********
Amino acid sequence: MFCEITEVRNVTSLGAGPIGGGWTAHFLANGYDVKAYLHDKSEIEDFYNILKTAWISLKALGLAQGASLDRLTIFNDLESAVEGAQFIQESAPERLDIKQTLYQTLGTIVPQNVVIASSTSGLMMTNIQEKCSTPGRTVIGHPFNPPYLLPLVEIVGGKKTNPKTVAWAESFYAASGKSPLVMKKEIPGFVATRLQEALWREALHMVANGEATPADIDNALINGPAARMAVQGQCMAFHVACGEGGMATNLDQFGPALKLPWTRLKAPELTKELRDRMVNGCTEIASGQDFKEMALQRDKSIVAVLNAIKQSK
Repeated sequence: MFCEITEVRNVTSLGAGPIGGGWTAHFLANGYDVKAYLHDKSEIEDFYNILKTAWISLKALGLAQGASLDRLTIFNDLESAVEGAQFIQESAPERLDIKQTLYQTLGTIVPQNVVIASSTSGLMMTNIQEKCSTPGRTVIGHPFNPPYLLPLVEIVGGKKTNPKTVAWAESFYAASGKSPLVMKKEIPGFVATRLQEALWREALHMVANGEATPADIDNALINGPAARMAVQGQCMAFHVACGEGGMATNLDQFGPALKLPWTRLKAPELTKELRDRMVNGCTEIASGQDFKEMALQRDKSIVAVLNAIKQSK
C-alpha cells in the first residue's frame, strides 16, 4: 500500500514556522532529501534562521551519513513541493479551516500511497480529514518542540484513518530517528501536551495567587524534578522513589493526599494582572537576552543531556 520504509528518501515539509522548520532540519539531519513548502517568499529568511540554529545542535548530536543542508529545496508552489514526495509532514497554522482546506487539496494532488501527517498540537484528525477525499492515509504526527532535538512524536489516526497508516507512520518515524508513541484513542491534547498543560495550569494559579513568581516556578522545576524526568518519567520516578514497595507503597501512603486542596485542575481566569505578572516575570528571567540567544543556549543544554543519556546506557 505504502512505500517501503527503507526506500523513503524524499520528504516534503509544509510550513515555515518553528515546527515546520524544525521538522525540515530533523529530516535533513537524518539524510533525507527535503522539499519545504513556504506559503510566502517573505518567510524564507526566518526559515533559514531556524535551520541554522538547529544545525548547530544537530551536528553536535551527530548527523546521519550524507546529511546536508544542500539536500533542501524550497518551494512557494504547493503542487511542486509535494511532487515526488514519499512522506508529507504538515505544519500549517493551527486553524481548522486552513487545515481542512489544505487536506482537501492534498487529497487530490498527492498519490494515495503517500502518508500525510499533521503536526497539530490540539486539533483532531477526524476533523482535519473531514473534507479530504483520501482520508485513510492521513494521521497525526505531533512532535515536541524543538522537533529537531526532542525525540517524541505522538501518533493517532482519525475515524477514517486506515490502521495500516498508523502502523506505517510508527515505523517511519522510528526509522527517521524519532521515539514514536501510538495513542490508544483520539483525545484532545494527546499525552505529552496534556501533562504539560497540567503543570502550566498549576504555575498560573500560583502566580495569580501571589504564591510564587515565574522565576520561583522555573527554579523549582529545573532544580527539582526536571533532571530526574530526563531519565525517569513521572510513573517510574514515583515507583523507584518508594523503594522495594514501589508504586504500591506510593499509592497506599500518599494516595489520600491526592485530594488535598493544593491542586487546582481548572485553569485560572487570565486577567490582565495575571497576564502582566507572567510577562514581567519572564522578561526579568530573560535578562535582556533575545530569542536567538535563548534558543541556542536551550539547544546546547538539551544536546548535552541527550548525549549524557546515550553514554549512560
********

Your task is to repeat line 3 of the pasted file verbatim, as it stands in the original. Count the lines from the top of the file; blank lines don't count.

C-alpha cells in the first residue's frame, strides 16, 4: 500500500514556522532529501534562521551519513513541493479551516500511497480529514518542540484513518530517528501536551495567587524534578522513589493526599494582572537576552543531556 520504509528518501515539509522548520532540519539531519513548502517568499529568511540554529545542535548530536543542508529545496508552489514526495509532514497554522482546506487539496494532488501527517498540537484528525477525499492515509504526527532535538512524536489516526497508516507512520518515524508513541484513542491534547498543560495550569494559579513568581516556578522545576524526568518519567520516578514497595507503597501512603486542596485542575481566569505578572516575570528571567540567544543556549543544554543519556546506557 505504502512505500517501503527503507526506500523513503524524499520528504516534503509544509510550513515555515518553528515546527515546520524544525521538522525540515530533523529530516535533513537524518539524510533525507527535503522539499519545504513556504506559503510566502517573505518567510524564507526566518526559515533559514531556524535551520541554522538547529544545525548547530544537530551536528553536535551527530548527523546521519550524507546529511546536508544542500539536500533542501524550497518551494512557494504547493503542487511542486509535494511532487515526488514519499512522506508529507504538515505544519500549517493551527486553524481548522486552513487545515481542512489544505487536506482537501492534498487529497487530490498527492498519490494515495503517500502518508500525510499533521503536526497539530490540539486539533483532531477526524476533523482535519473531514473534507479530504483520501482520508485513510492521513494521521497525526505531533512532535515536541524543538522537533529537531526532542525525540517524541505522538501518533493517532482519525475515524477514517486506515490502521495500516498508523502502523506505517510508527515505523517511519522510528526509522527517521524519532521515539514514536501510538495513542490508544483520539483525545484532545494527546499525552505529552496534556501533562504539560497540567503543570502550566498549576504555575498560573500560583502566580495569580501571589504564591510564587515565574522565576520561583522555573527554579523549582529545573532544580527539582526536571533532571530526574530526563531519565525517569513521572510513573517510574514515583515507583523507584518508594523503594522495594514501589508504586504500591506510593499509592497506599500518599494516595489520600491526592485530594488535598493544593491542586487546582481548572485553569485560572487570565486577567490582565495575571497576564502582566507572567510577562514581567519572564522578561526579568530573560535578562535582556533575545530569542536567538535563548534558543541556542536551550539547544546546547538539551544536546548535552541527550548525549549524557546515550553514554549512560